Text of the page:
This week I was lucky enough to make the acquaintance of a delightful baby boy, age 3 months, and get re-acquainted with his lovely parents. We’ll soon see more of them – they are all moving back to this part of the country! I’m really looking forward to our families bieing friends.
In enjoyed holding the babe, which pretty much goes without saying. It was really interesting, talking to his parents about their recent, and our not-so-long-ago, experience of birth, nursing, and just having a baby in the house. Our discussion reminded me again of our great good fortune in having generally healthy, happy pregnancies, births and babies. Honestly, it is just that, great good luck. We talked about how little I felt inconvenienced by pregnancy and breastfeeding. After all, Iwas just so thrilled to have it happen, expected it to be my last chance, and had experienced most of the various unpleasant side effects before. The various drawbacks, even combined, were pretty much as expected. Having babies and little kids in the house has been tiring, frustrating work, intermingled with moments of pure joy.
I believe that childbearing and for that matter, childrearing, thus far, has been one big lesson in acknowledging both our lack of control and the miracles among us. That point of view, where learning gratitude is entwined with adjusting ones expectations, was really well summed up in this quote from Ellen Painter Dollar published in the Literary Mama Blog:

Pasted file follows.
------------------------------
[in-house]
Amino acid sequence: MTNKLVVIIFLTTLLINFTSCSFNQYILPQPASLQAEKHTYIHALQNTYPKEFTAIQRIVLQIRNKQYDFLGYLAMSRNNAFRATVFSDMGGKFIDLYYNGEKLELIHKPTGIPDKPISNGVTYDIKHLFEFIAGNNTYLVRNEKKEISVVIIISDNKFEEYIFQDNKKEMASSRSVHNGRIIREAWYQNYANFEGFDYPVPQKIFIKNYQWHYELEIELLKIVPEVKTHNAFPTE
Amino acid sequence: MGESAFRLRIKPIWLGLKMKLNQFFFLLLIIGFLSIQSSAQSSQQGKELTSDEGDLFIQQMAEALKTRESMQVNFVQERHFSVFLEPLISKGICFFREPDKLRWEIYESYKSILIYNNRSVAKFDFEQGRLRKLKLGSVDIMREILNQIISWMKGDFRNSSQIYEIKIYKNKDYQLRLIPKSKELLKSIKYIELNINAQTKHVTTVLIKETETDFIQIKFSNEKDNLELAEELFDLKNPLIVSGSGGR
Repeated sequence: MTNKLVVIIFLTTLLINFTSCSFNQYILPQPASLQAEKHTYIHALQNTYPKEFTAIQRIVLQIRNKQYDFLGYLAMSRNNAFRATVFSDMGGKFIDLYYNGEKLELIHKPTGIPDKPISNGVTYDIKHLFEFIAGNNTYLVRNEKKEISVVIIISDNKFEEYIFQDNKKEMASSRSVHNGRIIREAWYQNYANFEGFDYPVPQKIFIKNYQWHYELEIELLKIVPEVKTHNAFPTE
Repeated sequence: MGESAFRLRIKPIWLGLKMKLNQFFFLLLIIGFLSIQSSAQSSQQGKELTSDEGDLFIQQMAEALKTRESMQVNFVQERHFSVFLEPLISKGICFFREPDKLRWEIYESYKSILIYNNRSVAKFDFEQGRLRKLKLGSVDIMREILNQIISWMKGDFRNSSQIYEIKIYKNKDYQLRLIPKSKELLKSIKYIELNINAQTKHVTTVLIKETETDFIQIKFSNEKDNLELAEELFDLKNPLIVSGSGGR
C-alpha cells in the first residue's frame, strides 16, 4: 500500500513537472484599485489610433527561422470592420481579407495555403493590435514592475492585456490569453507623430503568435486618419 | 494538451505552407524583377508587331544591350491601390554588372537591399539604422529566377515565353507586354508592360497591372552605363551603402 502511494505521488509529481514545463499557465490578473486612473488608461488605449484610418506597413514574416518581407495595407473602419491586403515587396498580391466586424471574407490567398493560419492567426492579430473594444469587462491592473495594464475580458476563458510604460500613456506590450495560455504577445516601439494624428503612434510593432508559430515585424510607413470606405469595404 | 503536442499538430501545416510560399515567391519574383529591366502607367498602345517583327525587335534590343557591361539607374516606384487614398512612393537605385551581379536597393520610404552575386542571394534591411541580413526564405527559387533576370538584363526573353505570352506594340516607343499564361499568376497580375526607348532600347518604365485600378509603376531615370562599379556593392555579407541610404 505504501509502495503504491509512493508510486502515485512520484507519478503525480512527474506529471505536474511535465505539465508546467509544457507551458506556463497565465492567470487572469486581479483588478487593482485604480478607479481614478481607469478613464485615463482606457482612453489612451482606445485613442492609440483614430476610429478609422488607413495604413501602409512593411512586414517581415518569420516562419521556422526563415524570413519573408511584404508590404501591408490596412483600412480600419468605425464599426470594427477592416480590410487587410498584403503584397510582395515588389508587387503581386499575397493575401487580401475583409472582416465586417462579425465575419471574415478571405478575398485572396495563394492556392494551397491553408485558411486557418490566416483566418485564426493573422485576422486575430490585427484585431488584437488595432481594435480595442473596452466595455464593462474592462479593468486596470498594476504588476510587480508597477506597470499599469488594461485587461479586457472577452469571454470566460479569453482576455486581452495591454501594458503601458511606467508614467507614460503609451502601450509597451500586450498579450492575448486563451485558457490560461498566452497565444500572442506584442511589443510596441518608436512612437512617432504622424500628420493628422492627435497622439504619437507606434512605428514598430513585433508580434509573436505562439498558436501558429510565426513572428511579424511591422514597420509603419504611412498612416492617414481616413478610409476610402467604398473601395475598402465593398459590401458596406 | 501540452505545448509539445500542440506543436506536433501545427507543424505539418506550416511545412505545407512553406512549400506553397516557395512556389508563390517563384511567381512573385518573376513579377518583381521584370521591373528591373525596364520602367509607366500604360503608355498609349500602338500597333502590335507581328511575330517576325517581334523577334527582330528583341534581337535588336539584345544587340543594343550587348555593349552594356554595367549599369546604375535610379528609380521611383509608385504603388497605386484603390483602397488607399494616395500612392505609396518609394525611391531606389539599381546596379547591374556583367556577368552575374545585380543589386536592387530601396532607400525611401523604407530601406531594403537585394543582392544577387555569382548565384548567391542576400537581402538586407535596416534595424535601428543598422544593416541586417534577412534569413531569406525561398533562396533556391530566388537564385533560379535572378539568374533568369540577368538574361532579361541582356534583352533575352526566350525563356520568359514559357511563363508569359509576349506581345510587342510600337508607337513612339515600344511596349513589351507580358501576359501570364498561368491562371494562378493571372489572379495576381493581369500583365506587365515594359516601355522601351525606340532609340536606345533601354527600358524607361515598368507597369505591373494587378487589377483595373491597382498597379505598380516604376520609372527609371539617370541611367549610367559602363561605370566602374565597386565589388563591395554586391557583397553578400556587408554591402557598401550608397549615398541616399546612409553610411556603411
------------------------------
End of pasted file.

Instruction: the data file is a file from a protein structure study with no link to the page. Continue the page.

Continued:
I recently came across one theologian’s description of people without any obvious illness or disability as being “temporarily able-bodied.” There is such truth in that. All bodies break, all bodies fail. The power of childbearing does not lie in our bodies’ ability to do exactly what we want and expect them to. My body has never done exactly what I wanted and expected it to, especially when it came time to birth my babies. The power of childbearing, rather, lies in our bodies’ ability to bring forth something exquisite, miraculous, and imperfect (as all human beings are) from its own exquisite, miraculous, and imperfect depths
I struggle to remember that all of life is a series of surprises and our attitudes make it what it is.